Creative Director of EAT, Ejiro Amos Taffiri, a formidable player and business at the forefront of the global fashion market speaks with Millicent Arebun Onuoha about her SS18 collections and the challenges in the Nigerian Fashion among others
What is it about SS18 collections?
My spring summer 2018 collection was inspired by the life of birds and being set free. Birds are free animals that are meant to be free but sometimes they are caged or restricted. When they’re let loose, they fly out with so much joy. This collection is about freedom, being set free, coming into one’s own identity and being confident in it. It is refusing to be held back by whatever held you back previously, be it society, culture, family or even ideology. Basically, having that woman come into her own identity and be free to be who she wants to be.
What is your take on fashion weekends in Nigeria and the resultant benefits?
It is worth it to showcase in such platforms in Nigeria because in my opinion it gives one an opportunity to benchmark oneself with their peers and the world at large. It gives more visibility especially as the world is a global village. When you have such a platform that Vogue, Marie Claire and a lot of international bloggers and prominent fashion magazines attend, it’s great to be among the names they call. For instance, we were mentioned by CNN as one of the designers to watch out for and it’s a huge deal. A lot of people around the world watch CNN. Thus, if you are global player or serious player in the industry who wants to build a fashion brand and empire not just a dressmaker, you should want to take advantage of the opportunity to showcase in such platforms that celebrate and showcase who we are. It also gives you an opportunity to show what you have to your existing and future clients. My clients are very happy to wear the EAT clothing because we are generally represented at such platforms. It gives some sought of recognition and confidence to the woman wearing the brand.
What is the motive behind the creation of EAT Fashion School and its ultimate purpose or aim?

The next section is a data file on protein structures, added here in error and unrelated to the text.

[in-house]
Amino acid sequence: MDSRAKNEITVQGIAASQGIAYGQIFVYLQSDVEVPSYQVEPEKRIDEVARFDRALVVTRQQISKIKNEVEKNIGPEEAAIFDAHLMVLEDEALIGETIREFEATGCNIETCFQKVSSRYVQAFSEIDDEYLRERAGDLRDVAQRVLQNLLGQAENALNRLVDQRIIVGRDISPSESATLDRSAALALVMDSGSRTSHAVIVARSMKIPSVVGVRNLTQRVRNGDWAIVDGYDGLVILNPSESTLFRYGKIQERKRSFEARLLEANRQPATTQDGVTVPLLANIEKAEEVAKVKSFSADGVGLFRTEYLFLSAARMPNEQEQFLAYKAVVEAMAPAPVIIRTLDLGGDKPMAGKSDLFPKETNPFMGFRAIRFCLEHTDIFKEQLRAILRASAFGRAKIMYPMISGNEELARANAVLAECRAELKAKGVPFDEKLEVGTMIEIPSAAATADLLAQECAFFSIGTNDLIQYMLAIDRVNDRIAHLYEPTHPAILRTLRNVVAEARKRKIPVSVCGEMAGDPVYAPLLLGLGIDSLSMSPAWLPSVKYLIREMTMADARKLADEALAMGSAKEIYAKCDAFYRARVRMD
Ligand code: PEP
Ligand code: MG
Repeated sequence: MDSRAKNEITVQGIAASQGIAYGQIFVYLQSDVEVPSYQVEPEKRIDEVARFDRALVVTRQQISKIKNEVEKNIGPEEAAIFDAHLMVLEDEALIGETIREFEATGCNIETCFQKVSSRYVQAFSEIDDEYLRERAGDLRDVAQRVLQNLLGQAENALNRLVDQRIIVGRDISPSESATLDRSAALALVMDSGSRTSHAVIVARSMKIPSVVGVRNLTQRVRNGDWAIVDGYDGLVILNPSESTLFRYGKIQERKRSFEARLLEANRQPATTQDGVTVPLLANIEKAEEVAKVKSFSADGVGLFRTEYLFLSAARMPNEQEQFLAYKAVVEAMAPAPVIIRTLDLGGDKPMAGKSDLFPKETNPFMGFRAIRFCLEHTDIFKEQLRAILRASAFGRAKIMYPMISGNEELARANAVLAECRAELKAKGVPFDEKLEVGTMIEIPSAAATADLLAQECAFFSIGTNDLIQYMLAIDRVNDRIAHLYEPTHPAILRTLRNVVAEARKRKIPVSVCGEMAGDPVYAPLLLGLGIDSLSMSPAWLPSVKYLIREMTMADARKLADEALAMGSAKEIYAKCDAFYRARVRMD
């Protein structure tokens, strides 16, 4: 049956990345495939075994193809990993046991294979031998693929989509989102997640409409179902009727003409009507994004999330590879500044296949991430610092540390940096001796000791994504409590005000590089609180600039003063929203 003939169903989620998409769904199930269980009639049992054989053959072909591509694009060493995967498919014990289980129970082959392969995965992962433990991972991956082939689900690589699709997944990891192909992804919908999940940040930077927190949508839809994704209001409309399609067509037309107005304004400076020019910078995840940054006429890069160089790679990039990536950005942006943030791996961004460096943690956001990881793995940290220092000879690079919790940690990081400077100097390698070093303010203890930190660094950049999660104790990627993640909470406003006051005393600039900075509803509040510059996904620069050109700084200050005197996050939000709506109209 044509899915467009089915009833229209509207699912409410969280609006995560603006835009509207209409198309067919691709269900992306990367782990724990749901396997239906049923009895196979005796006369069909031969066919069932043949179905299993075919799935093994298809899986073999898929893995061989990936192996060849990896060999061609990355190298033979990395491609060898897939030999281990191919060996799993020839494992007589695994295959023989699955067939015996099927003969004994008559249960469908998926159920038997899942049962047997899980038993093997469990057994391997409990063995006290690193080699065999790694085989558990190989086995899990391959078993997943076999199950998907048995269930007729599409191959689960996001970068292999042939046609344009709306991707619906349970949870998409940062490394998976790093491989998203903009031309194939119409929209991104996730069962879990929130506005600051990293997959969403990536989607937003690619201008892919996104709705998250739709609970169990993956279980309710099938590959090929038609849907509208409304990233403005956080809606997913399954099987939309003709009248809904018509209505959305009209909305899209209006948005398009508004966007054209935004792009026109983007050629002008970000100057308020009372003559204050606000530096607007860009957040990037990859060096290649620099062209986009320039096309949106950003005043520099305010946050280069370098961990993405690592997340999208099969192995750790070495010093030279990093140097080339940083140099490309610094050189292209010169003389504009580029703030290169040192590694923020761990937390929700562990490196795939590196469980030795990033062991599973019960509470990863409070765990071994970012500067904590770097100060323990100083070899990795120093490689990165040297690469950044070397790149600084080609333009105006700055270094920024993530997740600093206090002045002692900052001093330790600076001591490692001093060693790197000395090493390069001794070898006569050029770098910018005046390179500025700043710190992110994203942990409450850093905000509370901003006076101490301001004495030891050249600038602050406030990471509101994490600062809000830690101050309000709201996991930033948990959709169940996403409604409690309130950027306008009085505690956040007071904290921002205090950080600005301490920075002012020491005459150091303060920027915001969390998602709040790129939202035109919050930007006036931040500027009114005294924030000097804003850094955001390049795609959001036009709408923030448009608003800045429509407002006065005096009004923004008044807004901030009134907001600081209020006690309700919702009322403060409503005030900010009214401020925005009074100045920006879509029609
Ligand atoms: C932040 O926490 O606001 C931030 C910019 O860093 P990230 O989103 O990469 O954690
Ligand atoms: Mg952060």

I opened the school not for financial gain or because it’s now a fad amongst fashioner designers. I got lots of mail on social media training and internship. At one point I had about 15 interns and that wasn’t great for productivity or learning due to several constrains. Hence, I thought of a self-sustaining product (school) where anyone who wants to know how the EAT brand has been able to position and sustain itself as a business or how we as a home-grown brand can be competitive in the international market can come in and learn for a fee. I went to Yabatech and did a proper five years course the same as any reputable fashion school around the world though we may not have upgraded the syllabus. What I learned from school, I have been able to use to compete favourably with global players. What I have done to take that, with my experience and come up with a syllabus that I think works and will help people to break in easily into the Nigerian fashion industry and market. Though sometimes our industry is filled with upcoming designers who are all about the fame; I am hoping to breed designers who will be all about the passion, the way it feels to me.
With expansion comes the challenge of quality control. What are the measures put in place to ensure the quality of the EAT clothing?
The only way around it is to keep looking for and hiring the right team members who believe in your dream not those that want to be there because of the fame or money. I have done a lot of restructuring in the past one year in terms of team members and removed sentiments from the running of my business. Standards have been elevated even higher and processes documented and adhered to.
On the challenge of funding for fashion businesses in Nigeria.
Figures for fashion businesses in Nigeria are not readily available because most fashion businesses are not proper. We don’t have proper books and bank properly and it is usually a hobby for most people thus it’s not treated like a business. People open poultry and treat it formerly but most fashion businesses are treated very casually by the owners, hence the lack of figures. Most funding organisations like to look at numbers, for instance farmers can readily access funds because they have the numbers. I am a recipient of a United Nation grant about two years ago and that really helped boost the business and make our growth plans reality.
It’s not impossible to get funding for the fashion businesses in Nigeria but the designer has to be able to show that he is not just a creative but a business person with a plan, structure, documentation and processes to sustain its consistent growth and productivity. There is also the Bank of Industry (BOI) who has funding fashion designers can access. The funny thing is, most popular designers can’t access these funding schemes because they don’t have structures, in terms of administration. Other people who are into fashion items production get ready access to these funding because they have proper documentation.
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